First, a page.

I must be dreaming

Dreams are a beautiful thing. Half our life we run around in a dream world, half asleep, running away from something or plagued by problems we don’t understand. Then we wake up, and keep doing the same thing.

My interest in dreams boils down to three things:

  1. Dream Recall (remembering our dreams)
  2. Dream Analysis (understanding what our dreams are about)
  3. Lucid Dreaming (becoming conscious as we dream)

Dream recall is the first stepping stone to any dream work. Everybody dreams, whether they think they do or not. Being able to remember your dreams is possible for everyone, it just takes some practice, intention and patience.

Once you can remember your dreams, then you can look for useful symbols and patterns that uncover problems in your life that you might not be aware of, as well as a source of creative insight on ways you might approach these unresolved issues.

Lucid Dreaming is taking control of your dreams while you are dreaming… a tool where you can both embrace your problems and create situations that you wish to be in… like the ultimate vacation. Too bad it only lasts until you wake up.

Dreaming

I like to dream. I even like to dream that I’m dreaming. During the day, I look for hidden opportunities, like riding the tube, where I can doze off and discover a delightful dream. Only when I dream, I try to become lucid and awake, so I can be aware of what’s going on.
I know you think this topic will put you to sleep, and you wish I would pick something else.

Dream on.

Five senses plus four more

At the core of Vipassana is understanding the impermanence of all things. Everything we know, we experience within the body as a sensation, either as a subtle vibration of awareness, or through our senses. Everything we experience arises within us, and then passes away.

Our obvious senses include sight, hearing, taste, smell, touch.

According to wikipedia, our senses also include:

Thermoception – the sense of heat or the absence of it (cold)
Nociception – physiological pain (in our skin, joints and organs)
Equilibrioception – our perception of balance
Proprioception – our kinesthetic sense – our body awareness

What about our thoughts? Are a thoughts one of our senses? Or are they a product of a different sensation? They’re certainly something I experience… and something I can even influence occasionally.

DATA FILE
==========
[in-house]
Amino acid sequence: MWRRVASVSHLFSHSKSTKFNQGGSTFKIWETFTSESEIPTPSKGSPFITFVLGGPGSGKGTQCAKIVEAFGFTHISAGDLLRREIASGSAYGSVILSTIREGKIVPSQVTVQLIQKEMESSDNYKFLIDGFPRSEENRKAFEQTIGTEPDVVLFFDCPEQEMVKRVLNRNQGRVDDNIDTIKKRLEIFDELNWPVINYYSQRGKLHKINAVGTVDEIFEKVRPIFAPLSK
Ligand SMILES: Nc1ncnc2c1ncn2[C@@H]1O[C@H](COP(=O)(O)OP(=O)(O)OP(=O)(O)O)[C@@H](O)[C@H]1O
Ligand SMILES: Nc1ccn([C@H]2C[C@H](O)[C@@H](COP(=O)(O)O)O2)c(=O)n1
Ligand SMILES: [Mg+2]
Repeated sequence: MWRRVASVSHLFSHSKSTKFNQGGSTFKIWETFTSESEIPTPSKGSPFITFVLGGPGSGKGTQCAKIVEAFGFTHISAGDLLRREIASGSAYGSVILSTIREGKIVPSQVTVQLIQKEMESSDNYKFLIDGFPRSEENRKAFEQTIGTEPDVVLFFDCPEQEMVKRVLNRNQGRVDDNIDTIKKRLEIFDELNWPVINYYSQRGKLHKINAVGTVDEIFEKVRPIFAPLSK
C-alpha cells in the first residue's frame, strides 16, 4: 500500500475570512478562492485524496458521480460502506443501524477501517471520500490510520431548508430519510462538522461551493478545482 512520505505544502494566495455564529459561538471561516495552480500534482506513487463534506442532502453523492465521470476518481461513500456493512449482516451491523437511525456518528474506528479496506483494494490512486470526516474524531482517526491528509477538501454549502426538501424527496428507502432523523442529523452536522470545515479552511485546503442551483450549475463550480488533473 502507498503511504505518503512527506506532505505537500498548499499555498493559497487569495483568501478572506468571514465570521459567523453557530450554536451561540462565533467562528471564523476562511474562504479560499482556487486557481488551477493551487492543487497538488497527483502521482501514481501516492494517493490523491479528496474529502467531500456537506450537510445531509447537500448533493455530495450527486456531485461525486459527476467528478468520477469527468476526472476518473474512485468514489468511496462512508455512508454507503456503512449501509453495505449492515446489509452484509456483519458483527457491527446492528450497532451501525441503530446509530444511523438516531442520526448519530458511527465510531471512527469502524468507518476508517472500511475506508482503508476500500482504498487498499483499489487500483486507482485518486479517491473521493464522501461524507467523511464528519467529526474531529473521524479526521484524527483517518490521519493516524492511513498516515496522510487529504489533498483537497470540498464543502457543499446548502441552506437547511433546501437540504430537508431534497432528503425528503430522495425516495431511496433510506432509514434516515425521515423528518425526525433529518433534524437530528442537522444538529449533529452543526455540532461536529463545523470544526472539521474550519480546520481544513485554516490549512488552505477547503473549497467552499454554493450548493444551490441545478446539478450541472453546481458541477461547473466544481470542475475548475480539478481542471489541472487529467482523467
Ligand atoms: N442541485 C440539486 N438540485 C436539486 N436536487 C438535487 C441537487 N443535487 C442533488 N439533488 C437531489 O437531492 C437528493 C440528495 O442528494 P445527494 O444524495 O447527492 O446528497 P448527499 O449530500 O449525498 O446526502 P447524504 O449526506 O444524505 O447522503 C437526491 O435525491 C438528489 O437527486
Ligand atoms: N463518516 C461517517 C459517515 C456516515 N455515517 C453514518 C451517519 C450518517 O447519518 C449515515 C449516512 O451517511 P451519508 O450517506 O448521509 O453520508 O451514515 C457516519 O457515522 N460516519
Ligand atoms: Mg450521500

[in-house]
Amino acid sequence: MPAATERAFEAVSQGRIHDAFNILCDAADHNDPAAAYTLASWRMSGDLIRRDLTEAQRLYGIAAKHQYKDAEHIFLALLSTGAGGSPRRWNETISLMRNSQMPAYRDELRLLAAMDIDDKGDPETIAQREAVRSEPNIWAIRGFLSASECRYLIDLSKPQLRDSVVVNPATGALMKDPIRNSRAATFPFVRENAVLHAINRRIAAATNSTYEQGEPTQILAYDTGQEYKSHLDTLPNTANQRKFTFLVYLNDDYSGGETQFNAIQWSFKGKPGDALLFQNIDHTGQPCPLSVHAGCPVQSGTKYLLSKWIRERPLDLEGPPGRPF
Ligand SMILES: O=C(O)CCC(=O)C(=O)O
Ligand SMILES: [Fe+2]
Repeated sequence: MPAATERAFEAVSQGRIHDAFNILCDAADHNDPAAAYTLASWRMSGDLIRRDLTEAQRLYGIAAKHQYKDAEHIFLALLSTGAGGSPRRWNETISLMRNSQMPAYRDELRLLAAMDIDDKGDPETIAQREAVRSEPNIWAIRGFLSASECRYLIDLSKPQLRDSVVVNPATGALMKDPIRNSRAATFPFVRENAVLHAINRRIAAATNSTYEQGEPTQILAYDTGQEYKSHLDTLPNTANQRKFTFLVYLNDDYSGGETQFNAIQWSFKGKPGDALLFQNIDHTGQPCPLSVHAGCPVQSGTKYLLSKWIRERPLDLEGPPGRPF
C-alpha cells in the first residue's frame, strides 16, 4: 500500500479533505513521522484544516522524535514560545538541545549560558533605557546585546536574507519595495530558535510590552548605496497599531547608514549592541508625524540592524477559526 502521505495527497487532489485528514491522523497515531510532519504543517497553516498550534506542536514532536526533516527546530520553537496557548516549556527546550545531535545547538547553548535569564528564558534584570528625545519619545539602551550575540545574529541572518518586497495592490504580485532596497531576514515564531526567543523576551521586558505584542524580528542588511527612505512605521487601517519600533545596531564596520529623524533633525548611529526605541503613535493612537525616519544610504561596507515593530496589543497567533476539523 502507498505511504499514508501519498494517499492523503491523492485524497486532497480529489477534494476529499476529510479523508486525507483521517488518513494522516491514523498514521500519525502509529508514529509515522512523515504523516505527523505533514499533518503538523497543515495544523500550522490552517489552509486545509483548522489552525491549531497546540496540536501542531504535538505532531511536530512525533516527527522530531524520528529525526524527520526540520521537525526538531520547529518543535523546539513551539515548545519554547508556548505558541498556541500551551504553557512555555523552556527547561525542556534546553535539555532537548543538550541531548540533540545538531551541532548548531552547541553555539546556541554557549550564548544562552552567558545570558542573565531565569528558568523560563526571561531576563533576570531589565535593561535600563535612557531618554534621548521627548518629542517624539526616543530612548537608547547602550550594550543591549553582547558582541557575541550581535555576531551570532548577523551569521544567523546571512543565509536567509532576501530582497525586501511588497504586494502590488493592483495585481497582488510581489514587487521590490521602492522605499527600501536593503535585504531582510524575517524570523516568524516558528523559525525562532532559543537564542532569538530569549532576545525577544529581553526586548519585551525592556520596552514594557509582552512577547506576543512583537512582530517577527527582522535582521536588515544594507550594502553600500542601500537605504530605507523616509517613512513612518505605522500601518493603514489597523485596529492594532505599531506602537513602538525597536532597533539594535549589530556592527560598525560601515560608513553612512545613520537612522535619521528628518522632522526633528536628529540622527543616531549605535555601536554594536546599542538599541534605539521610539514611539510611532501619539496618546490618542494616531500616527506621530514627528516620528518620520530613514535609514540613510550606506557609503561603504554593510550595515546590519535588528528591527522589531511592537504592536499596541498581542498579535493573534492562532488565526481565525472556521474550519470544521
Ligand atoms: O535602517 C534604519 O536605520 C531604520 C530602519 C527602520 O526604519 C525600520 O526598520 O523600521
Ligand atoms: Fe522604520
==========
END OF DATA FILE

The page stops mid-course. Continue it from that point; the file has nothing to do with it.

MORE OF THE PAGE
Dissolving pain

I have experienced two 10-day Vipassana retreats.

During my second retreat, I had an amazing insight into the power of the meditation. (I’m a slow learner.) One of the objectives behind Vipassana is to dissolve pain by observing it in the present moment and accepting what is. When we are aware of the internal resistance we are creating, we can stop the cycle of craving or aversion that creates pain within us.

At these retreats, around the fourth day, they start these sittings where you are expected to sit still for the entire hour. For a guy like me, who doesn’t sit on the floor often, my back starts aching after about 10 minutes. In my first retreat, I never quite made it a full hour without adjusting my back.

The second time around, and something stupid came over me – I resolved to sit still for a full hour. My back was killing me, but I continued to meditate without moving. I could barely focus on anything except for the sharp feeling in my back, which, by the way, felt like an army of four year olds scratching chalkboards. I forced myself to sit through it. Masochistic? Probably.

And then the most curious thing happened. The pain… dissolved. It went from feeling completely unbearable to feeling like any other sensation on my body. It didn’t cause me any more anguish. What I found really peculiar was that those same sharp fingernail on chalkboard sensations were there… they just didn’t hurt. They didn’t distract me. They felt as painful as my pillow.

That’s when the practice of Vipassana became clear to me, and what they mean about using awareness to dissolve your pain. The physical sensation, even if uncomfortable, is not what I thought was the pain. The true source of pain is something I don’t think I could have understood before I experienced it.

I have started noticing where in my life I am resisting what is, and how I am reacting to situations. It is not just physical pain, but can be found anywhere – arguments, laziness, frustration, boredom, apathy, and probably a million other places.